Keystone XL owner TC Energy seeking compensation from U.S. for cancelled pipeline

Keystone XL owner TC Energy seeking compensation from U.S. for cancelled pipeline-Milenio Stadium-Canada
The Keystone XL pipeline would have expanded an existing pipeline to move almost 1 million barrels of oil per day. (Daniel Acker/Bloomberg)

TC Energy Inc. has filed a formal request for arbitration under NAFTA rules, seeking compensation from the U.S. government for the money it spent on trying to develop the cancelled Keystone XL pipeline.

The company said in a statement late Monday that it has officially filed paperwork under a part of NAFTA rules that allows companies to seek compensation for lost investment.

U.S. President Joe Biden symbolically killed the pipeline on his first day in office earlier this year, the culmination of a multi-year saga under three U.S. presidents to build a pipeline to bring 900,000 barrels a day of crude oil from Alberta to refineries on the U.S. Gulf Coast.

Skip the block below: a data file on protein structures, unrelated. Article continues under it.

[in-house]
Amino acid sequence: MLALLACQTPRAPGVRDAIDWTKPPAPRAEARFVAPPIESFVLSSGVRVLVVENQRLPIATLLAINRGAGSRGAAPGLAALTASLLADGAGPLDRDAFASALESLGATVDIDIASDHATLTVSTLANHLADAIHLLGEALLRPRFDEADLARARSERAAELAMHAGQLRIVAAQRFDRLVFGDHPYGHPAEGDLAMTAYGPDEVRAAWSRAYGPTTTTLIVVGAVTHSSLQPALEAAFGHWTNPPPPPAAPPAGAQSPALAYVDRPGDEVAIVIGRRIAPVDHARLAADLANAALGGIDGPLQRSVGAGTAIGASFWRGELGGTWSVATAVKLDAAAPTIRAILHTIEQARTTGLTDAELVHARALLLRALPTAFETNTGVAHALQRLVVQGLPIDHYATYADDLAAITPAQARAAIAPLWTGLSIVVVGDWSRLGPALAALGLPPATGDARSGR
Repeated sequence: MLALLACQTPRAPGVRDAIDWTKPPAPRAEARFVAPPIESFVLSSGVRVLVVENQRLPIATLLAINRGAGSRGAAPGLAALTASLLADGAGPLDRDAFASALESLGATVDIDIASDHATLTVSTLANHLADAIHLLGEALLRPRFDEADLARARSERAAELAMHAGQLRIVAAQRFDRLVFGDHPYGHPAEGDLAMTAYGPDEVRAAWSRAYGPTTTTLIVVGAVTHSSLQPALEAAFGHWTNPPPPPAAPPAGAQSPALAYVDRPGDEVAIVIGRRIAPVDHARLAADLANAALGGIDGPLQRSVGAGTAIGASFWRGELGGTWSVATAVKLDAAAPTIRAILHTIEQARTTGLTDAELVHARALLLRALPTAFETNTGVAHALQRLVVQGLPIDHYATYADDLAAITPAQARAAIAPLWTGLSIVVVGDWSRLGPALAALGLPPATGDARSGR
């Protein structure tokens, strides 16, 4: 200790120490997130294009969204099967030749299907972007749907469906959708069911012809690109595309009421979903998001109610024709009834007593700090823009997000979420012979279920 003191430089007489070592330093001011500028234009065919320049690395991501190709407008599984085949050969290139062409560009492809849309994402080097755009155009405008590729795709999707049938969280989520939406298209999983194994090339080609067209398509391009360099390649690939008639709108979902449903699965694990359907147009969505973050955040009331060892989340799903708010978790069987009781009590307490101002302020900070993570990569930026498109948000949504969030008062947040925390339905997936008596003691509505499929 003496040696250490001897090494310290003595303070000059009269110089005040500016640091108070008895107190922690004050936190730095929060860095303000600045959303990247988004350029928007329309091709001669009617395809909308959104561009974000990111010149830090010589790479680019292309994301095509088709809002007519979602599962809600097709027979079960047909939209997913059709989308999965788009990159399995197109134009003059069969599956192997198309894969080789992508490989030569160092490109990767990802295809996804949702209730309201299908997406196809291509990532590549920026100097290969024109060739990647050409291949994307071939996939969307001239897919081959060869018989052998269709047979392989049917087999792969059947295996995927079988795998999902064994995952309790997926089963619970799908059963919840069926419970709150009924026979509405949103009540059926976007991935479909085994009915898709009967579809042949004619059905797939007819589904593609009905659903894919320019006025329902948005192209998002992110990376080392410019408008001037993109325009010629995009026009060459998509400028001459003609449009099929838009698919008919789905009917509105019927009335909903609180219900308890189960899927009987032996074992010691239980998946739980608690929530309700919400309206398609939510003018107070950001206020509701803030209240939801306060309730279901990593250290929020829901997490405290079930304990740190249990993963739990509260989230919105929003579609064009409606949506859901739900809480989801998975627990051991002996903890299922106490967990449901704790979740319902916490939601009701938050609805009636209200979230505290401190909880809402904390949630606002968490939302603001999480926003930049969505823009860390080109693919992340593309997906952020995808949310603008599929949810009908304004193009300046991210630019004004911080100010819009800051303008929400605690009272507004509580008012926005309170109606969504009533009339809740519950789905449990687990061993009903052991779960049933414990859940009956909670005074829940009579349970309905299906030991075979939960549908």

The pipeline was proposed under the Obama administration, who ultimately rejected the application on environmental grounds. President Trump then revived the project, before Biden squashed it again.

Although TC Energy is trying to get compensation for the money it spent trying to develop the project, it has no intention of reviving the pipeline.

“As a public company, TC Energy has a responsibility to our shareholders to seek recovery of the losses incurred due to the permit revocation, which resulted in the termination of the project,” the company said in a press release.

Bloomberg reported Tuesday that the company is seeking $15 billion US.


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